Ruby-net-ldap fail

Discussion in 'Ruby' started by Bruno Sousa, Jul 31, 2009.

  1. Bruno Sousa

    Bruno Sousa Guest

    Hi,
    I am using ruby-net-ldap to connect to a Active Directory server.
    The problem is that it only works for users that are in "Users"
    Organization unit.
    (See attachment) ==> it can connect with joe user. But it fails to
    connect with users from OU "terceiros" for example.

    why is that?
    Is there a better gem for that?

    here is the code:
    1 require 'rubygems'
    2 require 'net/ldap'
    3
    4 ldap = Net::LDAP.new
    5 ldap.host = "10.1.0.32"
    6 ldap.port = "389"
    7
    8 us = "userhere"
    9 ps = "passwordhere"
    10
    11 ldap.authenticate us, ps
    12
    13 puts ldap.bind
    14 puts ldap.get_operation_result.message


    regards

    Attachments:
    http://www.ruby-forum.com/attachment/3918/Untitled.png

    --
    Posted via http://www.ruby-forum.com/.
    Bruno Sousa, Jul 31, 2009
    #1
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  2. On Fri, Jul 31, 2009 at 2:15 PM, Bruno Sousa<> wrote:
    > Hi,
    > I am using ruby-net-ldap to connect to a Active Directory server.
    > The problem is that it only works for users that are in "Users"
    > Organization unit.
    > (See attachment) ==> it can connect with joe user. But it fails to
    > connect with users from OU "terceiros" for example.
    >
    > why is that?


    Likely because the server wants a full DN and ruby-net-ldap is
    assuming ou=Users,dc=... behind the scenes. Try to auth using the
    full DN, I'll bet it's going to work.

    > Is there a better gem for that?


    There is a better library, yes. http://ruby-ldap.sourceforge.net/

    Ben
    Ben Bleything, Jul 31, 2009
    #2
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  3. Bruno Sousa

    Glen Holcomb Guest

    On Fri, Jul 31, 2009 at 3:22 PM, Ben Bleything <> wrote:

    > On Fri, Jul 31, 2009 at 2:15 PM, Bruno Sousa<> wrote:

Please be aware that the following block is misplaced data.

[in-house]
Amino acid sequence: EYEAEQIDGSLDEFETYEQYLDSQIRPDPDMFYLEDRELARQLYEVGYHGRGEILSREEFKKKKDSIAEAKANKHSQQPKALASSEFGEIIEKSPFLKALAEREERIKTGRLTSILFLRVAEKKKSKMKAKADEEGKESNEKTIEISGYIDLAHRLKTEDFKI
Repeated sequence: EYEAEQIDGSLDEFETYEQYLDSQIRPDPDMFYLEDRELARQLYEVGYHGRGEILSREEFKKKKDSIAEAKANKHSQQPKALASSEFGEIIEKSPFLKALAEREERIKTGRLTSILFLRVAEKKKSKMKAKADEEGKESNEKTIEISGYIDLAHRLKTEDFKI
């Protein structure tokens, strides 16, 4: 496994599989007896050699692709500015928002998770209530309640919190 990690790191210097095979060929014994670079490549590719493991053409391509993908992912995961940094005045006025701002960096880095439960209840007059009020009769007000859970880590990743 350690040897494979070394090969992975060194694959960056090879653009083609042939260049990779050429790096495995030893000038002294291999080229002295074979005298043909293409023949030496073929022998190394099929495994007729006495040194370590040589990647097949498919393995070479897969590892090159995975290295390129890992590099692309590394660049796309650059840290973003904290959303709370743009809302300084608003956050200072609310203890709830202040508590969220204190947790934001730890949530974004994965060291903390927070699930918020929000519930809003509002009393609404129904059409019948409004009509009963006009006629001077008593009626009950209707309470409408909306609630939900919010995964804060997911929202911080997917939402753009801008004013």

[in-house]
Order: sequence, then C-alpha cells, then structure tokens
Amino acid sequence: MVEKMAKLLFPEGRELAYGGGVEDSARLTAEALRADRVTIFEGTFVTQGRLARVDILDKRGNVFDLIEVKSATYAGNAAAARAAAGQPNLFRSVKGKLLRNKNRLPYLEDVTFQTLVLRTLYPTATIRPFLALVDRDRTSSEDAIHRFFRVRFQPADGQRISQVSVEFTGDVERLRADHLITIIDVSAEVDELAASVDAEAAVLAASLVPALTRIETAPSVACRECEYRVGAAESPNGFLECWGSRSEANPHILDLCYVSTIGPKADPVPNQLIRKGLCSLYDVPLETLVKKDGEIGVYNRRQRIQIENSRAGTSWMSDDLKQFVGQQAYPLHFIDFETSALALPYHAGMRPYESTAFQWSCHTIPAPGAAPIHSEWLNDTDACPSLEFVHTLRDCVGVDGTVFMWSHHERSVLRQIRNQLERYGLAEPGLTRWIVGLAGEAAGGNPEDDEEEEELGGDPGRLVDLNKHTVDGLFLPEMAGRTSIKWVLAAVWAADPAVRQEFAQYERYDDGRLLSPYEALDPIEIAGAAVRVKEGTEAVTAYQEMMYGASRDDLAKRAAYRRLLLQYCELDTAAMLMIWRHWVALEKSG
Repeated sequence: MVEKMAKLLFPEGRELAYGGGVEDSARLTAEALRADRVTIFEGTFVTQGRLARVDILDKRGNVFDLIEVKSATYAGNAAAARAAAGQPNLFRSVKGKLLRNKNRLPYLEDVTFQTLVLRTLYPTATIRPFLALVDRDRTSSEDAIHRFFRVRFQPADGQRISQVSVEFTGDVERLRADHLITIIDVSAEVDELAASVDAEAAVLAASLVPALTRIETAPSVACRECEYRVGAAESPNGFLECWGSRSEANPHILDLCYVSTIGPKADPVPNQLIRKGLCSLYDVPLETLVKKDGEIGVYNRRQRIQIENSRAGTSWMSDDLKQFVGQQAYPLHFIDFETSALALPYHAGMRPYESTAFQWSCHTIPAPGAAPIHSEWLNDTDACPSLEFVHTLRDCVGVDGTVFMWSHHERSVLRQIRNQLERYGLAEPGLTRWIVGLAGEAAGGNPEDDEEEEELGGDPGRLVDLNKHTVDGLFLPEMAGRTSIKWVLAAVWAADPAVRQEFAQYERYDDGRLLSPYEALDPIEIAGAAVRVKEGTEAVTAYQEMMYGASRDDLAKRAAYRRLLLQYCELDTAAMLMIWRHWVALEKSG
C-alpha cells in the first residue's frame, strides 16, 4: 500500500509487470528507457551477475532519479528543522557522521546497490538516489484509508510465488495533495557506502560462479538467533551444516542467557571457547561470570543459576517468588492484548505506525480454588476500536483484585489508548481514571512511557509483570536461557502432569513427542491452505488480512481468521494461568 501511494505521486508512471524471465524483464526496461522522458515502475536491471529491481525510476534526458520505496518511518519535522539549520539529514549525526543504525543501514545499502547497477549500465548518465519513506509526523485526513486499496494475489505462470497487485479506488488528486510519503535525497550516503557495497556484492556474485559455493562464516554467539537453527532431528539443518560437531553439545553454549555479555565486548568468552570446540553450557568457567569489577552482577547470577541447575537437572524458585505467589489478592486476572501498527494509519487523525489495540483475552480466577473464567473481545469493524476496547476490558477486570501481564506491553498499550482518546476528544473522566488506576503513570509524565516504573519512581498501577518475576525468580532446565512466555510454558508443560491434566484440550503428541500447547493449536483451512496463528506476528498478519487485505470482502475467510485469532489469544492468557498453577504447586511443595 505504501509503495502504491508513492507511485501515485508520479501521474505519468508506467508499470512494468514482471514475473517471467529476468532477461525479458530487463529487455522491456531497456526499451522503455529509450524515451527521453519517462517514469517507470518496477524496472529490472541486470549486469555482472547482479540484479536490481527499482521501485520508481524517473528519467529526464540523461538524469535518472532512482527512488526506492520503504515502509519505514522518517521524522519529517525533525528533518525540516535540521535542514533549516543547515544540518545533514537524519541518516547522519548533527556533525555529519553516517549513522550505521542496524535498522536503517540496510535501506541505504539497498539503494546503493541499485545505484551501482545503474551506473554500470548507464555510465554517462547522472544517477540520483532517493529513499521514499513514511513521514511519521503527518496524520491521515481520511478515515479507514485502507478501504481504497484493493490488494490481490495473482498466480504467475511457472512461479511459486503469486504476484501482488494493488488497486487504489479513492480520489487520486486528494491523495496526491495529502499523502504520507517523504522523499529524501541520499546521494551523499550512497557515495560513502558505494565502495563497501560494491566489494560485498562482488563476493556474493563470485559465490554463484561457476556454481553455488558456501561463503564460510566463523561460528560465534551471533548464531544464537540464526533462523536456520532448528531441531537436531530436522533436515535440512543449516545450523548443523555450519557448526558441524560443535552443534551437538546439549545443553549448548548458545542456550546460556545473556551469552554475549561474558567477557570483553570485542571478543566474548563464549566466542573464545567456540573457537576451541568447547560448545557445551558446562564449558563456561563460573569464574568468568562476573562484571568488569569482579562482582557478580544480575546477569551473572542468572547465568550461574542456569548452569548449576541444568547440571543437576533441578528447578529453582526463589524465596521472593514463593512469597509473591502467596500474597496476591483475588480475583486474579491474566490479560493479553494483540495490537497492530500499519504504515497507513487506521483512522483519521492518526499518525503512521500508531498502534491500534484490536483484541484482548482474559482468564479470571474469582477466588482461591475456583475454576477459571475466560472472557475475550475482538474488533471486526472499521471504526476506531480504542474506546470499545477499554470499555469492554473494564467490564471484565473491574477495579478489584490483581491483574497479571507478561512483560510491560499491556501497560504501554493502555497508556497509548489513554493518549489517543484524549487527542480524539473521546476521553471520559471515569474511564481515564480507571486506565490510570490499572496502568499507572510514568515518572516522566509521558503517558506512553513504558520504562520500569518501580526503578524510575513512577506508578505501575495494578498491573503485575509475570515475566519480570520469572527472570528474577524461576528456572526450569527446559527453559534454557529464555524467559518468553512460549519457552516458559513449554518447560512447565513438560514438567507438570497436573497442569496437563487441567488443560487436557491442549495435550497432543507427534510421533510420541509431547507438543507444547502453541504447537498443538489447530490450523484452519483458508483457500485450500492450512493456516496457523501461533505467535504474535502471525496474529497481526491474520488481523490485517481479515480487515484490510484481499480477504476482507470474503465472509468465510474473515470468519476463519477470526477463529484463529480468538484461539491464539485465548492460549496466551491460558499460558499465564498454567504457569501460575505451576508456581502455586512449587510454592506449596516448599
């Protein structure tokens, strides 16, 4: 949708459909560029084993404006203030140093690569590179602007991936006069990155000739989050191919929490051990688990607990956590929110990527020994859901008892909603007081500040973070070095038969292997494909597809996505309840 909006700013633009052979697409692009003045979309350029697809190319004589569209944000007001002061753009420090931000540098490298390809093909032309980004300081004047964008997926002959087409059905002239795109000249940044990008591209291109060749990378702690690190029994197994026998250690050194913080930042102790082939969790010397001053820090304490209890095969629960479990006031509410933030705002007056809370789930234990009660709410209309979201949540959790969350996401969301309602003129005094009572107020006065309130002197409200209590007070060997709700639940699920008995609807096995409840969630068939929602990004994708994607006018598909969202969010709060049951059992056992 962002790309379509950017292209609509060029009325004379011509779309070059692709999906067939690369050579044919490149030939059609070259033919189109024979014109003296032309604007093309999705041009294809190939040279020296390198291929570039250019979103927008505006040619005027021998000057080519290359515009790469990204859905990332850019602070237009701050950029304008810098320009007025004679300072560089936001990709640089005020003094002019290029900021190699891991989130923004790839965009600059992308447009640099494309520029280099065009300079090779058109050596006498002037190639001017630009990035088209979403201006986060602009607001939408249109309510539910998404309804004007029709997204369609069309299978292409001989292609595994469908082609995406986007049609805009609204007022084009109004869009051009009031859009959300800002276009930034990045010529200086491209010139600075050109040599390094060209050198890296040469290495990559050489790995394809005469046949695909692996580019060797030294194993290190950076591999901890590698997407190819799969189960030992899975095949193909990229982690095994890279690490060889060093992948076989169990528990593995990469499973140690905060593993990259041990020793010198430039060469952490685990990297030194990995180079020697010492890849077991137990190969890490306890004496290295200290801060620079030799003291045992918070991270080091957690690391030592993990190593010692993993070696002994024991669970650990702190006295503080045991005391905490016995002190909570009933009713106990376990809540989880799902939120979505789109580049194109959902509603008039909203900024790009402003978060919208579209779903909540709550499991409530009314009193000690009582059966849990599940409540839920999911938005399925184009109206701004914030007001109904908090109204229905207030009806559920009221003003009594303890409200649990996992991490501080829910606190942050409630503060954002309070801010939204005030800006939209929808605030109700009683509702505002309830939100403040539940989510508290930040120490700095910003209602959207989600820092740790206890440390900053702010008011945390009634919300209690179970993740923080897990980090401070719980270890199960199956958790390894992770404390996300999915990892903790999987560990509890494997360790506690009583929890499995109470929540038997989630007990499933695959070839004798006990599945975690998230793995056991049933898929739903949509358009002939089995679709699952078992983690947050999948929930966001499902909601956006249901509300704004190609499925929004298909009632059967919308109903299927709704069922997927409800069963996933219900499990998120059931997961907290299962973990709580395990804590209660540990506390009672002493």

> > Hi,
    > > I am using ruby-net-ldap to connect to a Active Directory server.
    > > The problem is that it only works for users that are in "Users"
    > > Organization unit.
    > > (See attachment) =3D=3D> it can connect with joe user. But it fails to
    > > connect with users from OU "terceiros" for example.
    > >
    > > why is that?

    >
    > Likely because the server wants a full DN and ruby-net-ldap is
    > assuming ou=3DUsers,dc=3D... behind the scenes. Try to auth using the
    > full DN, I'll bet it's going to work.
    >
    > > Is there a better gem for that?

    >
    > There is a better library, yes. http://ruby-ldap.sourceforge.net/
    >
    > Ben
    >
    >

    In my experience you need to provide as the
    username when connecting to AD.

    --=20
    "Hey brother Christian with your high and mighty errand, Your actions speak
    so loud, I can=92t hear a word you=92re saying."

    -Greg Graffin (Bad Religion)
    Glen Holcomb, Jul 31, 2009
    #3
  4. Bruno Sousa

    Guest

    On Fri, Jul 31, 2009 at 5:22 PM, Ben Bleything<> wrote:
    > On Fri, Jul 31, 2009 at 2:15 PM, Bruno Sousa<> wrote:
    >> Hi,
    >> (See attachment) =3D=3D> it can connect with joe user. But it fails to
    >> connect with users from OU "terceiros" for example.
    >>
    >> why is that?

    >
    > Likely because the server wants a full DN and ruby-net-ldap is
    > assuming ou=3DUsers,dc=3D... behind the scenes. =A0Try to auth using the
    > full DN, I'll bet it's going to work.


    In an Active Directory environment you can also use the user's UPN
    instead of his DN for the bind username.
    , Jul 31, 2009
    #4
  5. Bruno Sousa

    Glen Holcomb Guest

    On Fri, Jul 31, 2009 at 3:42 PM, <> wrote:

    > On Fri, Jul 31, 2009 at 5:22 PM, Ben Bleything<> wrote:
    > > On Fri, Jul 31, 2009 at 2:15 PM, Bruno Sousa<> wrote:
    > >> Hi,
    > >> (See attachment) =3D=3D> it can connect with joe user. But it fails to
    > >> connect with users from OU "terceiros" for example.
    > >>
    > >> why is that?

    > >
    > > Likely because the server wants a full DN and ruby-net-ldap is
    > > assuming ou=3DUsers,dc=3D... behind the scenes. Try to auth using the
    > > full DN, I'll bet it's going to work.

    >
    > In an Active Directory environment you can also use the user's UPN
    > instead of his DN for the bind username.
    >
    >

    Yep, UPN that's the term I couldn't remember so constructed with written
    gesticulations.

    --=20
    "Hey brother Christian with your high and mighty errand, Your actions speak
    so loud, I can=92t hear a word you=92re saying."

    -Greg Graffin (Bad Religion)
    Glen Holcomb, Jul 31, 2009
    #5
  6. On Fri, Jul 31, 2009 at 2:42 PM, <> wrote:
    > In an Active Directory environment you can also use the user's UPN
    > instead of his DN for the bind username.


    Ahh cool. I've never really worked with AD except to sync it with
    openldap so I'm not really familiar with such things.

    Ben
    Ben Bleything, Jul 31, 2009
    #6
  7. Bruno Sousa

    Bruno Sousa Guest

    Ben Bleything wrote:
    > On Fri, Jul 31, 2009 at 2:42 PM, <> wrote:
    >> In an Active Directory environment you can also use the user's UPN
    >> instead of his DN for the bind username.

    >
    > Ahh cool. I've never really worked with AD except to sync it with